If they’re good with tech or websites, it's going to take them a fraction of the time it would take you to google it and find the answer to do the same thing.
Give your people more than the tactical to-dos so you get a positive ROI on your investments so you're not paying yourself plus them. Therefore having to increase the sales that you yourself are responsible for generating. This is going to continue to grow as your team grows.
I had that moment where I had several people that had to pay and because of this I had to generate all the income to pay for not only myself, but also them. That is a very draining place to be.
What you can do is start delegating some income producing activities to your team members, so that they're generating a positive ROI by doing just their job.
Everyone in my business is responsible for producing positive ROI. That means that I must give them things that actually give a positive ROI. Not only that, but they have to actually execute on that and get that positive ROI. It's both of us working together in it. This truly feels more like a team effort than like me paying for everybody and moving this huge ship by myself.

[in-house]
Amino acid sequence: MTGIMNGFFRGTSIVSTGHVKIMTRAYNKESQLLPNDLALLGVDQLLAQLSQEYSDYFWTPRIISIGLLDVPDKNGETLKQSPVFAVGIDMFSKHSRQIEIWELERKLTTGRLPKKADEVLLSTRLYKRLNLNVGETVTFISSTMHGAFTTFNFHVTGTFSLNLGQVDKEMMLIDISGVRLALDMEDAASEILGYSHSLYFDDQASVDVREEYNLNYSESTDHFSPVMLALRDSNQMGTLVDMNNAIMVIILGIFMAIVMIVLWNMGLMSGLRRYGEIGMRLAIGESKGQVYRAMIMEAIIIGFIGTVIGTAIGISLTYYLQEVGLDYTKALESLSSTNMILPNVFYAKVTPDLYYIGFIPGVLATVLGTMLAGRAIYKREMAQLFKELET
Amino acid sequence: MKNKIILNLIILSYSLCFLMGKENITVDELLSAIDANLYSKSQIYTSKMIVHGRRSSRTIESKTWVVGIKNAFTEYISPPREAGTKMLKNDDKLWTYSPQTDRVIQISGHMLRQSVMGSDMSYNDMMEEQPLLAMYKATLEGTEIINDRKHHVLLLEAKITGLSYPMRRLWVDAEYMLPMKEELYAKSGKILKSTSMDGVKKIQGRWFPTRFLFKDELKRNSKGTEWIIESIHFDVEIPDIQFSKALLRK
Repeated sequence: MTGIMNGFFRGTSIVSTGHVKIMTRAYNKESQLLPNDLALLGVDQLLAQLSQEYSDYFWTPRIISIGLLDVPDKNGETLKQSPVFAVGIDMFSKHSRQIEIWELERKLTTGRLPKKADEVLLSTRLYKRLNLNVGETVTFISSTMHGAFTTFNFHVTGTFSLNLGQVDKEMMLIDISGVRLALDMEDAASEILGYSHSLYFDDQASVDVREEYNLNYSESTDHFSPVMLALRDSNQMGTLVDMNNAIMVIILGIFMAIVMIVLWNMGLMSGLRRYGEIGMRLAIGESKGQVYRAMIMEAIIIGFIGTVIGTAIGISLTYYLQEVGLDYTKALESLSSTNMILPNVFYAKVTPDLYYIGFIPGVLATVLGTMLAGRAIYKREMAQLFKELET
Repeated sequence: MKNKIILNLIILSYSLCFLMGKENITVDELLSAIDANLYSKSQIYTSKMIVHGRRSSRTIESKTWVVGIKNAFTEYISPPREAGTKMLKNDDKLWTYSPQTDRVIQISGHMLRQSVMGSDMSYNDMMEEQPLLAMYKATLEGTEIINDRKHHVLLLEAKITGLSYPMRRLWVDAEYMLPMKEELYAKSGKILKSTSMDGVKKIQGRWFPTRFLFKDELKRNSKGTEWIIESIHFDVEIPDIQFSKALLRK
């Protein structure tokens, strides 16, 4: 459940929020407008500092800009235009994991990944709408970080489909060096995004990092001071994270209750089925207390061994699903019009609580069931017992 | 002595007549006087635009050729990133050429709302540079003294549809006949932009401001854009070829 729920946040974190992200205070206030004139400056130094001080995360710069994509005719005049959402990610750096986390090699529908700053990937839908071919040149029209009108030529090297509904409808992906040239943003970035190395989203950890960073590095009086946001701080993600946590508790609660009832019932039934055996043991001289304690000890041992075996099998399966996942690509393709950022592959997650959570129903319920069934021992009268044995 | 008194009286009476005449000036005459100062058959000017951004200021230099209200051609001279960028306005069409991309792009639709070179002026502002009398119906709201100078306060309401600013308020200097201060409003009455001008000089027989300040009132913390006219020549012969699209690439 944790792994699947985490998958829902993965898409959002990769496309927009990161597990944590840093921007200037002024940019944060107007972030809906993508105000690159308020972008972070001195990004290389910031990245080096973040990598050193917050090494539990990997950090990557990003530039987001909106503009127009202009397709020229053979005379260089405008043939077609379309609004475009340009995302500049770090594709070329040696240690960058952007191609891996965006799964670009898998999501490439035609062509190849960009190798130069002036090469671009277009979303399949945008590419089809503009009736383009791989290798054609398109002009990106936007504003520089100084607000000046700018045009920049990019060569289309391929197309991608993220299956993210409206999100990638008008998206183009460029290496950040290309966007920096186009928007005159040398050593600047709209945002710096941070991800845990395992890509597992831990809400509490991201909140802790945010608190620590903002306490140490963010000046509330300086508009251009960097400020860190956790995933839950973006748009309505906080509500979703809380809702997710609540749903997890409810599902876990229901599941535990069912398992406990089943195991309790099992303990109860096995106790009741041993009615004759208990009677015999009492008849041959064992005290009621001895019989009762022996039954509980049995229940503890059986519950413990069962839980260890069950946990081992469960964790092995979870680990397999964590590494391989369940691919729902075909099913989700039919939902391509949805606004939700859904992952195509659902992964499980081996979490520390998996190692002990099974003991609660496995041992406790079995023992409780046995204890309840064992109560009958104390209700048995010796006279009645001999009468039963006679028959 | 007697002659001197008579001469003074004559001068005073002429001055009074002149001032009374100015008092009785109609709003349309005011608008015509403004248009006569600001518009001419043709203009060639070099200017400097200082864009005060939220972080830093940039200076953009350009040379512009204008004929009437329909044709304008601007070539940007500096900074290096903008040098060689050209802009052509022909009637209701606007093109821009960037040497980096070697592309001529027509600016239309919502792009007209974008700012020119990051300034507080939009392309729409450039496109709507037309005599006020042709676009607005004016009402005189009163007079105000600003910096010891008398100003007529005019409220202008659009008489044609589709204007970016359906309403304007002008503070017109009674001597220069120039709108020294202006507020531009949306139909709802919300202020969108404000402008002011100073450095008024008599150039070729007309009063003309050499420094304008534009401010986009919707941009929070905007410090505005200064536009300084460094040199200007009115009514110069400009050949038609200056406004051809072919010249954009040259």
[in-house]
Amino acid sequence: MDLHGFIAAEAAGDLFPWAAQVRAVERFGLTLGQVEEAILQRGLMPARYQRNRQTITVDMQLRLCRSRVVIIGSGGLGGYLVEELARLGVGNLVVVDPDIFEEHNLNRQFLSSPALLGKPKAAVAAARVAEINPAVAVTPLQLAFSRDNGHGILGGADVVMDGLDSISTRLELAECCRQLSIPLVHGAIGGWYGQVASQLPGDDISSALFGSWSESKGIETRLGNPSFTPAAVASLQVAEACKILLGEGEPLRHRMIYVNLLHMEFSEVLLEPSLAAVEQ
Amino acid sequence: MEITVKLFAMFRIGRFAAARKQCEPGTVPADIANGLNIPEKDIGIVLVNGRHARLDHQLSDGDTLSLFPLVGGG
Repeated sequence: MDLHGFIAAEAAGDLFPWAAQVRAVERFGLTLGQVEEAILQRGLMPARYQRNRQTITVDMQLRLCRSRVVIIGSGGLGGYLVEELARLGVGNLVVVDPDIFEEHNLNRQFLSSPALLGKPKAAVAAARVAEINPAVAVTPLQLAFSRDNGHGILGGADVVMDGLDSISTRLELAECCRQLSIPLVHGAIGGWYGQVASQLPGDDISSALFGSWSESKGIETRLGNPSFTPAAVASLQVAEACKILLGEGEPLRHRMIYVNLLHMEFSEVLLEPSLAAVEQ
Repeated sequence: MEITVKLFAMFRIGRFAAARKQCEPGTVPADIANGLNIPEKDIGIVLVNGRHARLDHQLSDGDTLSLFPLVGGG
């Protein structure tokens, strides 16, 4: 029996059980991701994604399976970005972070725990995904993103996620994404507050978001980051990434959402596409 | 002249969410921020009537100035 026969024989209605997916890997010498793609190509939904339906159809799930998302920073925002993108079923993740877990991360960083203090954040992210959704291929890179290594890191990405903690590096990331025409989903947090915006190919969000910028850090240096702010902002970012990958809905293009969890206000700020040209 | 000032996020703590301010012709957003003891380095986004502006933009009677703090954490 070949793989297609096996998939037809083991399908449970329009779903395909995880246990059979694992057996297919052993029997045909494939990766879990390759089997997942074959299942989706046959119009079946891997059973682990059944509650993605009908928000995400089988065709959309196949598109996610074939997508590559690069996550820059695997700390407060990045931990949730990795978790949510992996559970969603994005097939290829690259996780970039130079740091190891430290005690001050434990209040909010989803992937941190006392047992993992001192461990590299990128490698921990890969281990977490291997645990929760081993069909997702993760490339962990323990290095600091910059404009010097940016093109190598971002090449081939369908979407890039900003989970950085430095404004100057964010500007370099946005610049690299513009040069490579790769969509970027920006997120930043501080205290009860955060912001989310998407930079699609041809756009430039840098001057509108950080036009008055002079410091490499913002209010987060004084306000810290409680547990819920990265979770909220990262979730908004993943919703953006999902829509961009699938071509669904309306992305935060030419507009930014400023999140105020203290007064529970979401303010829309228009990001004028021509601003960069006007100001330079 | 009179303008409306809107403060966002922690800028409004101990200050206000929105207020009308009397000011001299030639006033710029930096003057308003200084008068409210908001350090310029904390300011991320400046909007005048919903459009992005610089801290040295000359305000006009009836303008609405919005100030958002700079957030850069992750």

Create the job description.
The job description is listed with the top goals and the top things that I care the most about. Which are the money-making activities at the top of the job description. Moving down they are less and less important to me, because they're less likely to generate money for the business.
You might find that the job might evolve or change as you grow. That's okay, because you're a growing business. It's normal and natural that the job description will slightly change.
Don't look at the job description as set in stone and think of it more like a working document. As your business grows and expands and your team grows and expands, you can continue to alter that.